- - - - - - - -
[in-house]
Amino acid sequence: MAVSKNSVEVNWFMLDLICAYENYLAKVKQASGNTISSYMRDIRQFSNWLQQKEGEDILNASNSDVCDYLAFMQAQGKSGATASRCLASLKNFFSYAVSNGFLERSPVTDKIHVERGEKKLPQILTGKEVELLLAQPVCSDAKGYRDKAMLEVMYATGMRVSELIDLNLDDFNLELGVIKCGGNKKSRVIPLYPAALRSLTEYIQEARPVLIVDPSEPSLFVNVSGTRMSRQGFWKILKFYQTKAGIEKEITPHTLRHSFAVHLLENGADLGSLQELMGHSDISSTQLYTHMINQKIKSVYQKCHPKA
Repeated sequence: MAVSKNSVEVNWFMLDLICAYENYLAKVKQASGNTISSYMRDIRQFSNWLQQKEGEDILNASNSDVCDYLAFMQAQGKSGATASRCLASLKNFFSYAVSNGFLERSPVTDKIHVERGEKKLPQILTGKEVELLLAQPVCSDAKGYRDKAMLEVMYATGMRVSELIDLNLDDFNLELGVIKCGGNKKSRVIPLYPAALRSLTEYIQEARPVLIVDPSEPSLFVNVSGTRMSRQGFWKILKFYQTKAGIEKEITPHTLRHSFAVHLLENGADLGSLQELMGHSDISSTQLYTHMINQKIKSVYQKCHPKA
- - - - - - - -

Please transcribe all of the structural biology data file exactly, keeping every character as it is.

[in-house]
Amino acid sequence: MAVSKNSVEVNWFMLDLICAYENYLAKVKQASGNTISSYMRDIRQFSNWLQQKEGEDILNASNSDVCDYLAFMQAQGKSGATASRCLASLKNFFSYAVSNGFLERSPVTDKIHVERGEKKLPQILTGKEVELLLAQPVCSDAKGYRDKAMLEVMYATGMRVSELIDLNLDDFNLELGVIKCGGNKKSRVIPLYPAALRSLTEYIQEARPVLIVDPSEPSLFVNVSGTRMSRQGFWKILKFYQTKAGIEKEITPHTLRHSFAVHLLENGADLGSLQELMGHSDISSTQLYTHMINQKIKSVYQKCHPKA
Repeated sequence: MAVSKNSVEVNWFMLDLICAYENYLAKVKQASGNTISSYMRDIRQFSNWLQQKEGEDILNASNSDVCDYLAFMQAQGKSGATASRCLASLKNFFSYAVSNGFLERSPVTDKIHVERGEKKLPQILTGKEVELLLAQPVCSDAKGYRDKAMLEVMYATGMRVSELIDLNLDDFNLELGVIKCGGNKKSRVIPLYPAALRSLTEYIQEARPVLIVDPSEPSLFVNVSGTRMSRQGFWKILKFYQTKAGIEKEITPHTLRHSFAVHLLENGADLGSLQELMGHSDISSTQLYTHMINQKIKSVYQKCHPKA